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McClendon working to reverse Miller's skid

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McClendon working to reverse Miller's skid play video for McClendon working to reverse Miller's skid

SEATTLE -- Even as Brad Miller's offensive struggles have continued, Mariners manager Lloyd McClendon has stuck with the young shortstop. But McClendon acknowledged prior to Wednesday's series finale with the Rays that it was not an easy situation.

"I'd be lying if I said I wasn't concerned," McClendon said. "He's struggling right now, and I'm trying to get him out of it. I've said a few times, you either play 'em or you bench 'em. We're trying to play him and see if he can come out of it. I don't have any answers. I'm being honest as I can right now. I don't have that answer. I don't know."

Miller was 1-for-21 in the homestand entering Wednesday's game, and a move could be made if the 24-year-old does not turn things around in a hurry. After a solid second half last year and red-hot Spring Training, Miller was hit .156 in the first 35 regular-season games.

The only backup on the current club is veteran utility man Willie Bloomquist, who is hitting .182 and is needed as a backup at all the infield positions.

Asked if his options were limited, McClendon paused.

"As we speak, right now, yeah," he said.

Two options are present with Triple-A Tacoma, however, with Nick Franklin and Chris Taylor splitting time at shortstop and second base and both hitting well.

McClendon has gone the extra mile to get Miller going, however, and he worked with him personally in the batting cage prior to Tuesday's game, with a coach holding a folded towel in front of the plate as McClendon had Miller focus on balls in that area instead of outside the square.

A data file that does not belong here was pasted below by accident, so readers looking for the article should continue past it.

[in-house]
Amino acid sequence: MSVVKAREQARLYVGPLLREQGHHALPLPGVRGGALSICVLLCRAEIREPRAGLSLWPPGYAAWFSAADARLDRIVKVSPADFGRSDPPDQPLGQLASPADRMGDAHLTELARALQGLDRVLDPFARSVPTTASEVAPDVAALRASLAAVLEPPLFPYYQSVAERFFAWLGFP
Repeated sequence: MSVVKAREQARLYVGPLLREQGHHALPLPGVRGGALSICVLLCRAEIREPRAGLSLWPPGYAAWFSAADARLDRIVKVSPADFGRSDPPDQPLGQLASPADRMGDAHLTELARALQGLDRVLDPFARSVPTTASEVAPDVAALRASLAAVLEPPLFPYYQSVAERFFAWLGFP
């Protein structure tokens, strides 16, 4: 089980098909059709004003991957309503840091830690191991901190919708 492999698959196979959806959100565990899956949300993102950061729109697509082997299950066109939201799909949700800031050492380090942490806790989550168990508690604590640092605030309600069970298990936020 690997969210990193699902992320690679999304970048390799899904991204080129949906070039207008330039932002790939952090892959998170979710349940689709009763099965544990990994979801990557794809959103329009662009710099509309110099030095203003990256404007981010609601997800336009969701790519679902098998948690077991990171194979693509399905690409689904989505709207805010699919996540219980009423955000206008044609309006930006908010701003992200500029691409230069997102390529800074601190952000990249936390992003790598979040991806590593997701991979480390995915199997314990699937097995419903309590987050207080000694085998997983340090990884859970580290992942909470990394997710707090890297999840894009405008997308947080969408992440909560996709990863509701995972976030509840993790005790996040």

"My point is hitting is hard enough," McClendon said. "The real good hitters make outs seven of 10 times, so to try to get hits on balls outside of the strike zone is going to make it even more difficult. So we're just trying to get a better recognition of the strike zone and where he ought to be looking.

"Right now, everybody has suggestions and everybody wants to help. But in the end, he has to clear his mind, get his focus and do what he does best. And right now that's a struggle for him."

Greg Johns is a reporter for MLB.com. Follow him on Twitter @GregJohnsMLB as well as his Mariners Musings blog. Adam Lewis is an associate reporter for MLB.com. This story was not subject to the approval of Major League Baseball or its clubs.

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